After hearing three days of testimony in the Wyoming State Bar’s disciplinary case against former Teton County deputy prosecutor Becket Hinckley, a bar panel found Hinckley violated seven rules of professional conduct and will recommend to the Wyoming Supreme Court that he be disbarred.
“I take no pleasure in this,” presiding officer and former Albany County judge Jeffrey Donnell said. “I have known Mr. Hinckley since he was 6 years old. This is a real tragedy.”
In his closing statements Wednesday, bar counsel Mark Gifford said Hinckley deserves to be stripped of his law license.
Steve Kline, who’s representing Hinckley, said a three-year suspension of his client’s license to practice law is more appropriate because before his “screw ups” in the prosecution of Josh Black, there had been no formal complaints lodged against Hinckley.
Upon hearing the recommendation, Black told reporters he felt pride.
“I will never get the six years back they stole from me,” he said.
Hinckley addressed the tribunal Wednesday just before closing arguments, calling this week’s proceeding “fair ... transparent and uncomfortable.”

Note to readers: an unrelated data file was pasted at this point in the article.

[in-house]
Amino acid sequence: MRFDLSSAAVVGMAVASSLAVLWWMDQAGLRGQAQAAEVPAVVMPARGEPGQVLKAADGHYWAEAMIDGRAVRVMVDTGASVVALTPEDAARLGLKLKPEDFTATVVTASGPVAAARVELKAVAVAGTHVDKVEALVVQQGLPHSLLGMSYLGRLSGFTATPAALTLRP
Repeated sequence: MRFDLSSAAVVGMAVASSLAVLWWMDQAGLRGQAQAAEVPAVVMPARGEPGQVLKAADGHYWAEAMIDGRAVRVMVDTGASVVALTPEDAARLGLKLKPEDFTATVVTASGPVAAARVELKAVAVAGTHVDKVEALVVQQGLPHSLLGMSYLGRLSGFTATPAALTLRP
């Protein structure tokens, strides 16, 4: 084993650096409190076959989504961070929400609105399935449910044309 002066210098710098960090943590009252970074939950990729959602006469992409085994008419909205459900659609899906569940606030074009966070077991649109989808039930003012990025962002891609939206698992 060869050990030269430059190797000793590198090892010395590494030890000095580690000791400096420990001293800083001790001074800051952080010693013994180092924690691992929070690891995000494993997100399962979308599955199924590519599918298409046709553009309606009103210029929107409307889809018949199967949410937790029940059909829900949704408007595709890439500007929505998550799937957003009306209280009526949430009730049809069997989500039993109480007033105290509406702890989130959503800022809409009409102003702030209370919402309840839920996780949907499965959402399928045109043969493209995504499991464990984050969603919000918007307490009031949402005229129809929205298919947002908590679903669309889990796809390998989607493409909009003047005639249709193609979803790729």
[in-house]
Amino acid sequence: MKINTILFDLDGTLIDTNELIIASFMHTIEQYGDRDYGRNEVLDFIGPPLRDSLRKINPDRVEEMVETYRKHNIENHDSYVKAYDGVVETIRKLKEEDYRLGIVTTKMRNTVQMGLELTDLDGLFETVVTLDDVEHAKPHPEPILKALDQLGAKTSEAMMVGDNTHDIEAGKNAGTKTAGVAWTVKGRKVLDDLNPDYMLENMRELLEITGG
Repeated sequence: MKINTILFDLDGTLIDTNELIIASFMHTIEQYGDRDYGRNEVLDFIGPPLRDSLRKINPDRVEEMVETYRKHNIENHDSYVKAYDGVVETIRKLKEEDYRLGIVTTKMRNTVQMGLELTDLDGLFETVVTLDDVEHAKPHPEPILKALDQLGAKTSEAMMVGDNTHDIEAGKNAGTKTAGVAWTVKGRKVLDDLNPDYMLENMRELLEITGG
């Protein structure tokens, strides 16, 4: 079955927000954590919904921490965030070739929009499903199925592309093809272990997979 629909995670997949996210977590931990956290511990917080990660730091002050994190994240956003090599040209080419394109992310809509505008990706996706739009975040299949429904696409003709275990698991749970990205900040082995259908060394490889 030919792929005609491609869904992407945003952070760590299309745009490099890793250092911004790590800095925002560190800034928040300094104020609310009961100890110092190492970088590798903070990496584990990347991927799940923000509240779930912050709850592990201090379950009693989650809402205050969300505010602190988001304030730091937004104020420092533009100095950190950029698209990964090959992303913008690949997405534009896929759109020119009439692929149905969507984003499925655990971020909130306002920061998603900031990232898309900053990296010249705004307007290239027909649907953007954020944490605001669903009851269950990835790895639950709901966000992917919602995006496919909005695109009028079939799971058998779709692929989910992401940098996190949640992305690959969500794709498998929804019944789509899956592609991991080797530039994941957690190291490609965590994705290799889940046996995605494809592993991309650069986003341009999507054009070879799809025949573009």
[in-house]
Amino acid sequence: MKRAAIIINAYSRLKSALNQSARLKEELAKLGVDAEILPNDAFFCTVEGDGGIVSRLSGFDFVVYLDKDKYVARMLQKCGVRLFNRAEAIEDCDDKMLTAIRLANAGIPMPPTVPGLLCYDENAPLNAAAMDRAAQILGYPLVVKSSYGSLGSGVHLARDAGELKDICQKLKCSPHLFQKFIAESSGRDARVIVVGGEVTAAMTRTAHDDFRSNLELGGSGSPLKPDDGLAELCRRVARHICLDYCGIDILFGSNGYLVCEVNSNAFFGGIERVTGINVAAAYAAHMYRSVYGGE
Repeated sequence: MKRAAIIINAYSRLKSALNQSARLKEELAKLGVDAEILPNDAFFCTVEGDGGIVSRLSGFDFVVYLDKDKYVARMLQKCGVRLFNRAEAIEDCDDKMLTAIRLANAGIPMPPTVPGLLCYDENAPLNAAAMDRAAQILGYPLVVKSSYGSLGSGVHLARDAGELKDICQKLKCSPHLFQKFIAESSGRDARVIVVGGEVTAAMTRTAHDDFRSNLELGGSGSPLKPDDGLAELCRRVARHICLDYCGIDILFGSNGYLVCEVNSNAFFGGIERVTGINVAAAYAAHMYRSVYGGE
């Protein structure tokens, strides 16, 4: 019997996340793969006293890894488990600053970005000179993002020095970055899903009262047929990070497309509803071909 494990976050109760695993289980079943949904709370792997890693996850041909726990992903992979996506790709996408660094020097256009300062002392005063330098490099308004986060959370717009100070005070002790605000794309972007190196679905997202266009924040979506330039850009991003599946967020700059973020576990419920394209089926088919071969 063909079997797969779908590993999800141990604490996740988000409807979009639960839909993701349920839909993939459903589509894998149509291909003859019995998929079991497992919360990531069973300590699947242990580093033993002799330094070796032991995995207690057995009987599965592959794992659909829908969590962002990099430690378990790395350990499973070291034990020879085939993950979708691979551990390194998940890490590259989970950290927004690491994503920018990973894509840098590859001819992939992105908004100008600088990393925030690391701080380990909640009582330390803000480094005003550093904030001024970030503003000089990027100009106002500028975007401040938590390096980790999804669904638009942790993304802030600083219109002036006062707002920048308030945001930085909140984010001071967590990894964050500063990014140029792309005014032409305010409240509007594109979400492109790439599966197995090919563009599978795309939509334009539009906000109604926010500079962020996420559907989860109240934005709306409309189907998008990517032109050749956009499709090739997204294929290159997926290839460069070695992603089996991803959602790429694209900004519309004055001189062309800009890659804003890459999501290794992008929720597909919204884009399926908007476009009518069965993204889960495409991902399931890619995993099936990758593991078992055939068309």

“I am not proud of this,” he told the panel. “I failed the people of the state of Wyoming, the people of Teton County and myself. More importantly I failed Kelli [Windsor] and her family.”
Black, 41, testified Monday as the star witness in the disciplinary hearing against Hinckley, who’s on administrative trial for a laundry list of alleged misconduct during Black’s 2015 aggravated assault trial.
Black’s conviction was reversed in 2017 by the Wyoming Supreme Court. Justices wrote in their opinion that Hinckley was guilty of prosecutorial misconduct, resulting in an unfair trial.
Black took a plea agreement later, sued Teton County and has been working with the state Bar in going after Hinckley’s law license.
The tribunal concluded Hinckley violated rules of conduct by ignoring court orders to get online records, misrepresenting his efforts to get those records, and more.
Hinckley hasn’t practiced law since his 2019 resignation from the Teton County Attorney’s Office.
The discipline will ultimately be decided by the Wyoming Supreme Court.
This is the first disciplinary hearing in Wyoming that’s been open to the public and press. It took place at the Ramkota Conference Center and Hotel in Casper.
Gifford said he hopes such hearings are as transparent going forward.
Black said he’s going to try and get exonerated.
“Our legal system is based off the foundation of fair play,” he said. “Its judgments and rulings have profound effect on not only the accused and accusers, but also everyone associated with them. The ripple effect is massive. So when prosecutors violate the law to ensure a conviction at all costs, tilting the scales of justice, we have to realize the deviation it can cause to the entire community.”